[ACNS source: Trinity Church Wall Street] The head of the grants program of Trinity Church Wall Street has told partner churches in Africa that they will not be penalized for expressing views opposed to the policies of the Episcopal Church on the issue of human sexuality.
"You don't have to agree with us to be eligible for a Trinity grant," said the Revd James G. Callaway, Jr, deputy for Grants and Outreach. "This has been our policy in the past, it is our policy now, and it will remain our policy."
Father Callaway was speaking at the recent meeting in Nairobi, Kenya, of the ninth session of the Council of Anglican Provinces of Africa. CAPA is a continental body that brings together all 12 of Africa's Anglican churches, as well as the Diocese of Egypt.
Bringing greetings to the meeting, Father Callaway referred to "a few instances" in which there had been accusations from within the Episcopal Church that Trinity was making grants conditional upon agreement with ECUSA theology.
"In fact, in these cases, the issue has not been whether or not there is agreement on theology; but rather on how we relate to one another in Communion," he said.
He said Trinity believed partners should feel free to express views as strongly as they wished, within the bounds of Christian charity, "but that we [partners] should do so within a framework of respect for one another's autonomy as Provinces."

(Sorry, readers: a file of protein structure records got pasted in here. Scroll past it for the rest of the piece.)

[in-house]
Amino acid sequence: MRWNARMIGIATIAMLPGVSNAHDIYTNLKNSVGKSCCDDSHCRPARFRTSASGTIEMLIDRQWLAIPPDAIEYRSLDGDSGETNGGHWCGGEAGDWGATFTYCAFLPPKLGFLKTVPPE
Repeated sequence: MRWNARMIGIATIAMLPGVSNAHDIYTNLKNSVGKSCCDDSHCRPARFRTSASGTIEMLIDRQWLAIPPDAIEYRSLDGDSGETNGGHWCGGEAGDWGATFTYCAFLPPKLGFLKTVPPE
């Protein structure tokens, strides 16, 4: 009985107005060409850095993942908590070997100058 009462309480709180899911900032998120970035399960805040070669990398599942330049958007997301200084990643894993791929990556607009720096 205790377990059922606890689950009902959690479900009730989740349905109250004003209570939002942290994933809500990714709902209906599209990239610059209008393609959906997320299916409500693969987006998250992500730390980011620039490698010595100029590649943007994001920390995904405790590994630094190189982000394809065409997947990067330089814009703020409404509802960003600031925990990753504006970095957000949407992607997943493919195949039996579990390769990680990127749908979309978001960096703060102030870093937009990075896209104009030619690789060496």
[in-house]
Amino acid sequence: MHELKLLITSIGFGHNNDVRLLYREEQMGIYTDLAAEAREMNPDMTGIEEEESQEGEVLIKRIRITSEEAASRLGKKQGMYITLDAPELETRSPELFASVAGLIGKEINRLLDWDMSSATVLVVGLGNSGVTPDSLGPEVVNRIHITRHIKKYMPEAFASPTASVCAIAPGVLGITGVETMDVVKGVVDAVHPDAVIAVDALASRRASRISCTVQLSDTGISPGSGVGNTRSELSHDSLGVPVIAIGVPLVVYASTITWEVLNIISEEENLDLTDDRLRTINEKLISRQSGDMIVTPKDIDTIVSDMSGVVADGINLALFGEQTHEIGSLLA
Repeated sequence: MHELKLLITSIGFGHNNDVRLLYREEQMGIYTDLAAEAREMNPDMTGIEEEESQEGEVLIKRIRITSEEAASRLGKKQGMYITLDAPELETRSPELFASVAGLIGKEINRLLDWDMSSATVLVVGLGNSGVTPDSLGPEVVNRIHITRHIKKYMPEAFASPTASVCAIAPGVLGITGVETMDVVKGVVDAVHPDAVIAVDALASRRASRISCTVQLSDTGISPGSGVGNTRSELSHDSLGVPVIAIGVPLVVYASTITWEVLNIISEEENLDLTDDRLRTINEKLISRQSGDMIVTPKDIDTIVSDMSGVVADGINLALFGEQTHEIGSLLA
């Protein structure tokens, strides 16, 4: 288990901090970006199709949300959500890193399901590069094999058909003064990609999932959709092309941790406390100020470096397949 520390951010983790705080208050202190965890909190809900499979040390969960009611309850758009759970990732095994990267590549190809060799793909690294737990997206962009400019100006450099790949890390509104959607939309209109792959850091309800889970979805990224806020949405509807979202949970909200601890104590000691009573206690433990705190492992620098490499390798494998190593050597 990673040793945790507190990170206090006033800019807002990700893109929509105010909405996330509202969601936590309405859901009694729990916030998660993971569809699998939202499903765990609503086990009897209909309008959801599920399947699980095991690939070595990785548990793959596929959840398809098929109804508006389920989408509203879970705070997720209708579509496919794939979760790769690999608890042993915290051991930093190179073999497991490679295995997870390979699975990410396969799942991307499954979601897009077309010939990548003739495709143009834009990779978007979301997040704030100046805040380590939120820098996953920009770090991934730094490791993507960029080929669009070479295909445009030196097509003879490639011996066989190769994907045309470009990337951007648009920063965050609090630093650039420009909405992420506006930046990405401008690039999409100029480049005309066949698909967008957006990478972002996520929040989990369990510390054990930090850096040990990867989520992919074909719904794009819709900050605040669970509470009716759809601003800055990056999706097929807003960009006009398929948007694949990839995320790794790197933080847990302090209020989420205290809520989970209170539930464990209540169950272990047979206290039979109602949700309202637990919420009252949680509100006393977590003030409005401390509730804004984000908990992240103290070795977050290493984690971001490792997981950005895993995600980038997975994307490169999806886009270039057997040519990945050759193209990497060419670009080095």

He added that Trinity avoided giving grants to parishes or individuals in other provinces of the Communion who set themselves against official structures of those provinces, because it did not want to promote divisions within other provinces.
"On a wider level, we feel that unless the Communion decides on another way of operating, it would be inappropriate for us in the United States to take your dissenting parishes and dioceses within our jurisdiction, or to be consecrating bishops in your provinces who wish to set themselves up in opposition to you."
The full text of Father Callaway's greeting follows:
"In the current climate of contention over the debate on human sexuality, it may be helpful to you if I reiterate our policy at Trinity when it comes to making grants to partners with whom we do not have full agreement on theological issues.
"Our policy is this: We make grants to you, our partners, regardless of whether we are in agreement with you on points of theology. We do not believe we have to see eye to eye with you on every issue to work with you around common mission concerns. This means that you should not fear that your province or diocese will be penalized in our partnership for your views on the current sexuality debate. More concisely stated: You don't have to agree with us to be eligible for a Trinity grant. This has been our policy in the past, it is our policy now, and it will remain our policy.
"There have been a few instances in the last two years in which Trinity has been accused from within ECUSA of making our grants conditional upon agreement with our theology. In fact, in these cases, the issue has not been whether or not there is agreement on theology; but rather on how we relate to one another in Communion.